23. Pup — Morbid Stuff
These surly Canadians broke through in 2016 with The Dream Is Over, a punk-rock gut-punch set inside a burning house fueled by crippling millennial ennui. It’s not exactly accurate to say that they matured on Morbid Stuff , but Pup’s ability to apply knowing gallows humor to the vagaries of late capitalism and imploding global democracies steers the album clear of despair.
22. Young Guv — Guv I / Guv II
You might know the name Ben Cook from his association with punk bands like F*cked Up and No Warning. But you might as well set all of that aside when approaching Cook’s work as Young Guv. Instead of screams and bulldozing guitars, Cook has crafted the two most winning power-pop records of 2019. Fans of Teenage Fanclub, Matthew Sweet, and Material Issue who haven’t discovered Young Guv yet might not bother playing anything else for months.
21. Jessica Pratt — Quiet Signs
This beguiling singer-songwriter’s music feels out of time, like a dusty LP fished out of a thrift-store pile that stands as the solitary released by a long-lost cult artist from 1971. Thankfully, on her third LP Quiet Signs, Jessica Pratt only sounds like an ethereal ghost who can conjure long-disappeared worlds with only her guitar and unique, luminously cracked voice.
20. Thom Yorke — Anima
With Radiohead mostly laying low in the 2010s, Anima stands as the best music to come out of one our last remaining legacy rock bands this decade. When left to his own devices, Thom Yorke tends to dwell on small-scale, laptop-based music that willfully resists the bigness of his main band. But on Anima, he’s able to stay intimate while also reaching for outsized feelings on standouts like the rueful “Dawn Chorus.”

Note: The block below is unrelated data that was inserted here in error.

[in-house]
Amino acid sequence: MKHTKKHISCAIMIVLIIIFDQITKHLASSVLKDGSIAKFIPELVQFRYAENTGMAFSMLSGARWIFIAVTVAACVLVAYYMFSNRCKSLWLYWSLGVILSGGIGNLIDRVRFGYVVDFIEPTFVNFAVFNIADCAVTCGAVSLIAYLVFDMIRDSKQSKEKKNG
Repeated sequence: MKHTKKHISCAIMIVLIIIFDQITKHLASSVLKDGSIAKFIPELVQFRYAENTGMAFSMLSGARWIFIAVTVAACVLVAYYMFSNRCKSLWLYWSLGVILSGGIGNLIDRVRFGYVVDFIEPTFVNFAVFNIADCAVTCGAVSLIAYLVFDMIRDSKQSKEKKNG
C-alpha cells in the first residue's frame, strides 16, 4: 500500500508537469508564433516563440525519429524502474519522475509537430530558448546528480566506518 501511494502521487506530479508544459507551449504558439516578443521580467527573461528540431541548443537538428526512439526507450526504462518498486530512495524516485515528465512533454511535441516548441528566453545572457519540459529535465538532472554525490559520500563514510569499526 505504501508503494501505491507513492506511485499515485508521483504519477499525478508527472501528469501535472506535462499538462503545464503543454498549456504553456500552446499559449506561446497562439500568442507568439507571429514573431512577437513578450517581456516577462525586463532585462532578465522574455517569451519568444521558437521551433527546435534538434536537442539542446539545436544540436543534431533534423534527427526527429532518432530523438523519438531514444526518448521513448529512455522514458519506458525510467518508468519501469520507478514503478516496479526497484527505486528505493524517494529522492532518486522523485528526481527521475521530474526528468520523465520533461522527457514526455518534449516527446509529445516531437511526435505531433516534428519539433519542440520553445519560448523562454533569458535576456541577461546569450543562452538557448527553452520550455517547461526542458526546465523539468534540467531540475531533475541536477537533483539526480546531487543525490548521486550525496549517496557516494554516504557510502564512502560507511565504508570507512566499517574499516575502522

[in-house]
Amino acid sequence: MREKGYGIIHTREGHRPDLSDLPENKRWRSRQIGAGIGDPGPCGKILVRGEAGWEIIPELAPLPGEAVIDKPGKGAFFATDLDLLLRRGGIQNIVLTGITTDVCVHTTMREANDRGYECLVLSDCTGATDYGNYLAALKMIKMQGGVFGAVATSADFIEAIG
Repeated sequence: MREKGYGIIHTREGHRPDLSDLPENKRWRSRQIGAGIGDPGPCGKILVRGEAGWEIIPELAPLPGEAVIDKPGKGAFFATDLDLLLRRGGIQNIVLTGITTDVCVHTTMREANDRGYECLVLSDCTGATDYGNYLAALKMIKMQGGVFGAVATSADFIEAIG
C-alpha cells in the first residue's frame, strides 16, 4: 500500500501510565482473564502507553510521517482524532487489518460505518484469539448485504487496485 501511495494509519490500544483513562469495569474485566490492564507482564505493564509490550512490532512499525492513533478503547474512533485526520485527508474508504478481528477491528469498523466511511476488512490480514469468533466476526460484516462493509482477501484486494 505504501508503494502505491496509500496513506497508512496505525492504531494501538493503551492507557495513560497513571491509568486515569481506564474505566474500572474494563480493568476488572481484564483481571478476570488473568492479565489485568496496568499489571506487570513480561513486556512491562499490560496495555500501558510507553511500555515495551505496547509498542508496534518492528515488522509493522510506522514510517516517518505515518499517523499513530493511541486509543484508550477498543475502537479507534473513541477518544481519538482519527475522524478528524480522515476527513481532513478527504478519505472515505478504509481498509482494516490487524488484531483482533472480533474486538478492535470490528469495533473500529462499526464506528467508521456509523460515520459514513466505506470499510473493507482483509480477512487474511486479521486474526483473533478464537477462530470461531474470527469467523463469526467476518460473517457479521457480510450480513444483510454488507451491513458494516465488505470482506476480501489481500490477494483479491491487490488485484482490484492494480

19. Brittany Howard — Jaime
It’s been four long years since Alabama Shakes put one of the decade’s great rock records, Sound + Color. With her mind-bending solo debut LP, Brittany Howard implies that it might be a whole lot longer until that band returns. On her own, she builds upon the experimentation of Sound + Color by pushing even further into the realms of psychedelic funk and blistering rock with free-jazz dynamics.
18. Strange Ranger — Remembering The Rockets
One of the most underrated bands in all of indie right now is Strange Ranger, a Portland quartet originally known as Sioux Falls that’s shown an impressive, ahem, range over a growing number of albums and EPs. On Remembering The Rockets, they revel in ’80s dream pop and delve into unexplored spaces between lo-fi guitar rock and zoned-out electronic music.
17. Mannequin Pussy — Patience
Marisa Dabice has one of the great voices in contemporary punk. Not only does she have the rare ability to howl in tune, but she can convey both aggressive, near-violent strength and severe, broken-down-sobbing weakness simultaneously. On the third Mannequin Pussy album Patience, Dabice pushes her vocals forcefully in both directions on a record that’s reminiscent of a bygone alt-rock world, in which artfully glossy art-punk albums were still considered pop.
16. Sam Fender — Hypersonic Missles